Buying local is great! There are thousands of farmers who rely on the local farmers’ markets or food cooperatives to move their goods. But we aren’t one of them. You won’t find us at the town square on Saturday mornings and we aren’t marketing our beef at the local grocery store. Yes, we do occassionally sell beef to family and friends and donate beef to use for non-profit events. But all of our income is a result of national and international markets.
We make your $40 steaks and toasted rolls at your white tablecloth, date night restaurant possible. It’s our soybeans that go into hog feed for your Saturday morning family bacon and eggs breakfast tradition at McDonalds and the milo that has allowed for the expansion of gluten-free products. We are proud international farmers that grow crops used around the globe and beef that is coveted by beef lovers on all continents. We aren’t a big, corporate farmers. Just a fourth-generation farming family hoping to see the fifth generation return to the land and follow in our footsteps.
It takes farms and farmers of all shapes and sizes to meet the always changing desires, demands and dishes found around the globe. Some chose to keep their products local. Others, like us, ship our products across the globe. It doesn’t mean we put any less time, energy or effort into raising those crops. It simply means our customers live a little farther away. That’s ok, as long as someone is enjoying the fruits of our labor.
So the next time you meet a farmer, remember, it’s not all local. Simply enjoying your next meal and understanding the time and energy it takes to get it from the pasture to your plate is support enough for this farm family.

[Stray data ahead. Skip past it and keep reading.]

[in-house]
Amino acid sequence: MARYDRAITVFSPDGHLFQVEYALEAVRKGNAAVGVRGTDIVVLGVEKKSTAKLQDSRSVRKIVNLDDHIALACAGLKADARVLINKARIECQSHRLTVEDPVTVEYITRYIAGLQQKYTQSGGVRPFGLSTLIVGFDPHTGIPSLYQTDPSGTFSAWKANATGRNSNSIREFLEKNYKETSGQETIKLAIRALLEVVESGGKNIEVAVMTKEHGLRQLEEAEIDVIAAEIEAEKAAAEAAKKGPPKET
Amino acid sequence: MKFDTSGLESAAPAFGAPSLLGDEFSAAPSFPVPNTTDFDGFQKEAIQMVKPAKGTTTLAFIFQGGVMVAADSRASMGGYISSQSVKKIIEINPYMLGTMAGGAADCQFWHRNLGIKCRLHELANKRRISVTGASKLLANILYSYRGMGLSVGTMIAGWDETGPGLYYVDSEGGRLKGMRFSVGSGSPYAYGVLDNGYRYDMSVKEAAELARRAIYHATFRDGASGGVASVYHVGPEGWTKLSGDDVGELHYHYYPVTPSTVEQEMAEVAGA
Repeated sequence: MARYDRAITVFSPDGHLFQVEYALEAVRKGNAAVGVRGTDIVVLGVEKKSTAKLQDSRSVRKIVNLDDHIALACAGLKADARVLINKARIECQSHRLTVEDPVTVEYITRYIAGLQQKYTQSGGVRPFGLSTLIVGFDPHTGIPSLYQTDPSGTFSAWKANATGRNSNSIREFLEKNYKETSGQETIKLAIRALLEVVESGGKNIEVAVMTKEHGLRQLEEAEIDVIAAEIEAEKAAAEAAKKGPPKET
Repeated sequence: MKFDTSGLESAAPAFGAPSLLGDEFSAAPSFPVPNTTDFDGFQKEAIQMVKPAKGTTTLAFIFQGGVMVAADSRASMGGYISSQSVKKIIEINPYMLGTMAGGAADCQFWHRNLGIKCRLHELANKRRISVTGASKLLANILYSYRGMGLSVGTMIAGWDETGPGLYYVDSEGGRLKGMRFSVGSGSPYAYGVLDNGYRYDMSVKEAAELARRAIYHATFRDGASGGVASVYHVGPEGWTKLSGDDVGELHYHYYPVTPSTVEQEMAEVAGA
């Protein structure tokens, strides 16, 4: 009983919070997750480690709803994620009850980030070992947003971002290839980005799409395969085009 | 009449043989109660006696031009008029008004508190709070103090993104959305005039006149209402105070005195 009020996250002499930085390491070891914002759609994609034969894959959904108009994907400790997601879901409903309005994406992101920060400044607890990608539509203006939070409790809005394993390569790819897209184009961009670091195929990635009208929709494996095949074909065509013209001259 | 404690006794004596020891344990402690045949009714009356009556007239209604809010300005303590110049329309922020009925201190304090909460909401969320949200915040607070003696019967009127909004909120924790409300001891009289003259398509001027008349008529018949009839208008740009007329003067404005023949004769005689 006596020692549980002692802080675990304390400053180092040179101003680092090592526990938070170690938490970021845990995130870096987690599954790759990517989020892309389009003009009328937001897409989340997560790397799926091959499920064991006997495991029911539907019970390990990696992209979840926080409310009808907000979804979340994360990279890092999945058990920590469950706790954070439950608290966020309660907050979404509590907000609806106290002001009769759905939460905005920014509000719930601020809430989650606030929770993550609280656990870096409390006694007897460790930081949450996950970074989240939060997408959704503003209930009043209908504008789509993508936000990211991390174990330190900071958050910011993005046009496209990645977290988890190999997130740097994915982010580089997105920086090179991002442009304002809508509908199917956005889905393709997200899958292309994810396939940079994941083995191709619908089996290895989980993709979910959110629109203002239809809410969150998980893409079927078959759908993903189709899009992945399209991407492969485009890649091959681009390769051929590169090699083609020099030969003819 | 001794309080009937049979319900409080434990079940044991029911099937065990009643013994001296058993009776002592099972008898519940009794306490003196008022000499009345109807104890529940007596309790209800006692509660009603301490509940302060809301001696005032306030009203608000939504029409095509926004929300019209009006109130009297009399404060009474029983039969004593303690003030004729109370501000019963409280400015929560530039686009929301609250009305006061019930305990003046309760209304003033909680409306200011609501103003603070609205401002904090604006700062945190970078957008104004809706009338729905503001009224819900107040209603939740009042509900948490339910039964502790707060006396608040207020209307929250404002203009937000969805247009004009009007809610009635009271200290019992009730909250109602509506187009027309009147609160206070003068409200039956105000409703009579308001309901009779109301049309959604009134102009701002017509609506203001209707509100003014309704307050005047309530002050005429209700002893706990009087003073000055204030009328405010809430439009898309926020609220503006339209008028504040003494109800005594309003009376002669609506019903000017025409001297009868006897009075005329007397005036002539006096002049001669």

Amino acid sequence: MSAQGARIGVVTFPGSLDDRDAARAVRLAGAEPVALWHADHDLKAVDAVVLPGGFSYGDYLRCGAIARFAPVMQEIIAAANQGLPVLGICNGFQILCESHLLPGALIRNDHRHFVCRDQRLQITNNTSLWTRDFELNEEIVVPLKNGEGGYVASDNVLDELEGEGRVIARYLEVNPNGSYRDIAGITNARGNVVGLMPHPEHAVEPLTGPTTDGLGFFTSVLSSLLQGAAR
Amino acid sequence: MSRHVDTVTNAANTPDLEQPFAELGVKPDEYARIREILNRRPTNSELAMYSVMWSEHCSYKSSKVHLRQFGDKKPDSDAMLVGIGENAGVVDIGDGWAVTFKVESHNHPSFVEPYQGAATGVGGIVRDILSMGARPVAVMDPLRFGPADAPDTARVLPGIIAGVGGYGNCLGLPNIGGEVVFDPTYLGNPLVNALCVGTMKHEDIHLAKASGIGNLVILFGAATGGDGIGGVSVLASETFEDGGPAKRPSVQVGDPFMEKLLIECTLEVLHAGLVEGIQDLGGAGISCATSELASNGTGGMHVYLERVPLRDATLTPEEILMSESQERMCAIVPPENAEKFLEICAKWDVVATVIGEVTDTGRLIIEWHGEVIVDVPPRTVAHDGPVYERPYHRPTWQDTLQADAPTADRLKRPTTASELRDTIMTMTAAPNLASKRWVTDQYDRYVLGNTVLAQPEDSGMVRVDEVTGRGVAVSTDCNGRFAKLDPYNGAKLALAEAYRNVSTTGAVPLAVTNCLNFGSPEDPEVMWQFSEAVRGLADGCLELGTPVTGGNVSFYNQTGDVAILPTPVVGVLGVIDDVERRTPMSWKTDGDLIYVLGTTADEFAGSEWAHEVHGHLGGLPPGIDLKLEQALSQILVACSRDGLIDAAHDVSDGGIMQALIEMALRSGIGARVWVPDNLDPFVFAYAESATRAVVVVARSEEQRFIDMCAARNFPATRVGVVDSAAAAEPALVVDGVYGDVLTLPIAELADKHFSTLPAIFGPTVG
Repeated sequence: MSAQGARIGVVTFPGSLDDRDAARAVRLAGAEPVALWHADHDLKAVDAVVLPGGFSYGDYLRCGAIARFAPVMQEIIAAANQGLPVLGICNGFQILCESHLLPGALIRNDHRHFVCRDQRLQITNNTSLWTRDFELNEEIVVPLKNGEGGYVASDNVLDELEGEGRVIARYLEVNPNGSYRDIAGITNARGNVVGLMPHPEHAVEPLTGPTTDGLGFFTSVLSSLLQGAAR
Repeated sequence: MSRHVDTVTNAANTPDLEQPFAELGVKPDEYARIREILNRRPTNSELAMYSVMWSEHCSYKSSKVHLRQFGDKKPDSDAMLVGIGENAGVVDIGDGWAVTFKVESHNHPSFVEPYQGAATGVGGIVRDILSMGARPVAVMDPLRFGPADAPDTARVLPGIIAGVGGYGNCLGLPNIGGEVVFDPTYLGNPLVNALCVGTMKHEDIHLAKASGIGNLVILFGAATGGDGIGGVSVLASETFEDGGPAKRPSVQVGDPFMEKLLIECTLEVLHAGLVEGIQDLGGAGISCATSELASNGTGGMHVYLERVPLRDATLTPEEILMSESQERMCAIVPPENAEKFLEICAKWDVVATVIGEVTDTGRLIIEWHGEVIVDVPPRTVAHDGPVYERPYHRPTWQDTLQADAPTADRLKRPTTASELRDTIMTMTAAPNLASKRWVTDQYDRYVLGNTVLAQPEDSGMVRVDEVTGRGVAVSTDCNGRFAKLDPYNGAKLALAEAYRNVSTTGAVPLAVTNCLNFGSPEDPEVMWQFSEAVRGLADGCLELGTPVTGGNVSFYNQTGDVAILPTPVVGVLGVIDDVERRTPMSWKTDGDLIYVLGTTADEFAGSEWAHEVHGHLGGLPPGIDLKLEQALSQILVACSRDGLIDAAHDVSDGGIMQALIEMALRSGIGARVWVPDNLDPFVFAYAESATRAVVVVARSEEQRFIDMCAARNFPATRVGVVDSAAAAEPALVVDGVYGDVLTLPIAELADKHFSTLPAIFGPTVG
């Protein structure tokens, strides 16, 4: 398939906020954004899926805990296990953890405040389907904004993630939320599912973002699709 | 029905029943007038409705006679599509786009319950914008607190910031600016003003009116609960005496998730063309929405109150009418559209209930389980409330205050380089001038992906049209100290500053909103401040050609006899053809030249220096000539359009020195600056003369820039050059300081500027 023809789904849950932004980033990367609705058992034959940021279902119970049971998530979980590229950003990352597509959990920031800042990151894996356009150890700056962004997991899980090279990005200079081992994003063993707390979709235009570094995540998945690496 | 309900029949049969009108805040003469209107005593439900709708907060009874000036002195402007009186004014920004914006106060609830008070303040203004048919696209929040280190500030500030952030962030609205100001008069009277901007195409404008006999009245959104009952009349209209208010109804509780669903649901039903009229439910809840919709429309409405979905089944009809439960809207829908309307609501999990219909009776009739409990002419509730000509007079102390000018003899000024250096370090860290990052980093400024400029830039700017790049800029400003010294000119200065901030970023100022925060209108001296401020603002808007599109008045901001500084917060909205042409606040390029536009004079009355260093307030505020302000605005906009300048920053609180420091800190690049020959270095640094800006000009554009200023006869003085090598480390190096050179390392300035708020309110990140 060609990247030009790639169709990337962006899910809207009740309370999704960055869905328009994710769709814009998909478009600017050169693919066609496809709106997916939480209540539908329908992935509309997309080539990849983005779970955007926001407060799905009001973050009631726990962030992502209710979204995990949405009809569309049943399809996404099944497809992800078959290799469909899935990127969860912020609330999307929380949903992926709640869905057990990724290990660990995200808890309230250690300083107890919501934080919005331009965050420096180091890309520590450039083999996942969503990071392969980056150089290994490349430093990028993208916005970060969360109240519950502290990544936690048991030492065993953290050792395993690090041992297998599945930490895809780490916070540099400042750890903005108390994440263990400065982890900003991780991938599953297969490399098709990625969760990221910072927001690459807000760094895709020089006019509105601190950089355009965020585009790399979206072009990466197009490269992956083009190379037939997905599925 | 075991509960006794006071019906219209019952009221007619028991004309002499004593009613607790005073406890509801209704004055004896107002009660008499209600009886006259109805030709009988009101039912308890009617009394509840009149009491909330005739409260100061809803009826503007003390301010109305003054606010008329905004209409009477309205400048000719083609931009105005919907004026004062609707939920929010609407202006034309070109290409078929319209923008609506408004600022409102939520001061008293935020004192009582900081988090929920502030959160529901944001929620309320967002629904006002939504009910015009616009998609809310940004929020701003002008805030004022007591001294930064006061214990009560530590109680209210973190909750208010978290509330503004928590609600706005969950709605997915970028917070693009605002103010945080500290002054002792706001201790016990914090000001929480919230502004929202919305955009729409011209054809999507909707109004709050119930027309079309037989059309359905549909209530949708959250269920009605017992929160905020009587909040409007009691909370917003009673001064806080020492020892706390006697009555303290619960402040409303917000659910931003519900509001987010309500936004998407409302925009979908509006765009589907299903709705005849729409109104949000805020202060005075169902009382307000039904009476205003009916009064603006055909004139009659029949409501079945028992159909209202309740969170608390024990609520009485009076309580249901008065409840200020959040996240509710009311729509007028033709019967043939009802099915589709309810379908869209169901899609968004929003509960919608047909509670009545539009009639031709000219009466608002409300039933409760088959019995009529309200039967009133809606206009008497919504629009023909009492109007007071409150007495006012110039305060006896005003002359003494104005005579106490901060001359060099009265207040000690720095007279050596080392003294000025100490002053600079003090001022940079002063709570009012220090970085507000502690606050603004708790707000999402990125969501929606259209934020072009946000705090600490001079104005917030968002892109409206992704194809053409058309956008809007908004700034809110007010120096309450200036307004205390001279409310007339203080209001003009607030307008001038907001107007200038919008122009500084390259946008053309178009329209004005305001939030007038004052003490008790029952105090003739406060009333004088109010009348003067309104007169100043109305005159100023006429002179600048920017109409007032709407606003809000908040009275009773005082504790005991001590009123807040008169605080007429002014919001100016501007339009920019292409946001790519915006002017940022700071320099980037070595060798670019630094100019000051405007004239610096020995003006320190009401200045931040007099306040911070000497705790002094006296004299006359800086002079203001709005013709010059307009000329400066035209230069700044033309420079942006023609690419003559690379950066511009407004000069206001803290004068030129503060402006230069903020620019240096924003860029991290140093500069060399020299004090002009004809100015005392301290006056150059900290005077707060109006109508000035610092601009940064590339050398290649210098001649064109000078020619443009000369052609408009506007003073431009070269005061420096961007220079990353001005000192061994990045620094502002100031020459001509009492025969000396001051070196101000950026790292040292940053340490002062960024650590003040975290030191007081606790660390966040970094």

If GMOs leave the field, farming as we know it will take a major step back and millions of people across the world will no longer be able to afford their food or have access to life-saving, nutritionally superior products. Continue reading
Today we say goodbye to my grandpa. A once strong, independent man, dementia and old age took its toll. He passed peacefully and is now reunited in heaven with his love, my grandma Mary.
My grandpa, John “Homer” Stockstill, was not a boastful or arrogant man. He never sought to be rich or famous, but to simply earn an honest living, raise a family and care for those around him. He never owned a computer, could make anything new again with a little time in his shop and kept the greenest lawn in Geneseo.
He was a WWII veteran and served in the Pacific Islands. At the same age most of us pack our bags for college, my grandpa was aboard a ship, headed to war. He earned the Purple Heart and several other honors for injuries sustained during fierce and deadly fighting. He returned home with stories and memories he rarely shared. When he did talk about his time overseas, it was enough to make you realize just how much he and others sacrificed for our great country. He never expected special treatment for his service and kept the mementos and artifacts quietly tucked away.
My father took after my grandpa is many ways. They shared physical characteristics and unique habits, noticeable only to those around them. They both had a passion for OU football that my dad continues to this day and a careful, tempered demeanor that isn’t quick to anger.
When my sister and I were young, we would visit our grandparents and enjoy dinner at the Geneseo café and time at the park. As we got older, my grandpa was a regular at our track meets, dance recitals and high school graduations. He took pride in his family and was always there to support us. He was not a man of many words, but he always expressed his love and support.
My grandpa was a quiet man, never one to share too much or pry too deep. But his love for all of his family was always evident and always appreciated. We will miss you greatly grandpa, but we know now you are in a better place.
Link to complete obituary: http://www.hutchnews.com/obituaries/john-homer-stockstill/article_b93fb745-7b3f-5efd-bf00-7df9de80ae9c.html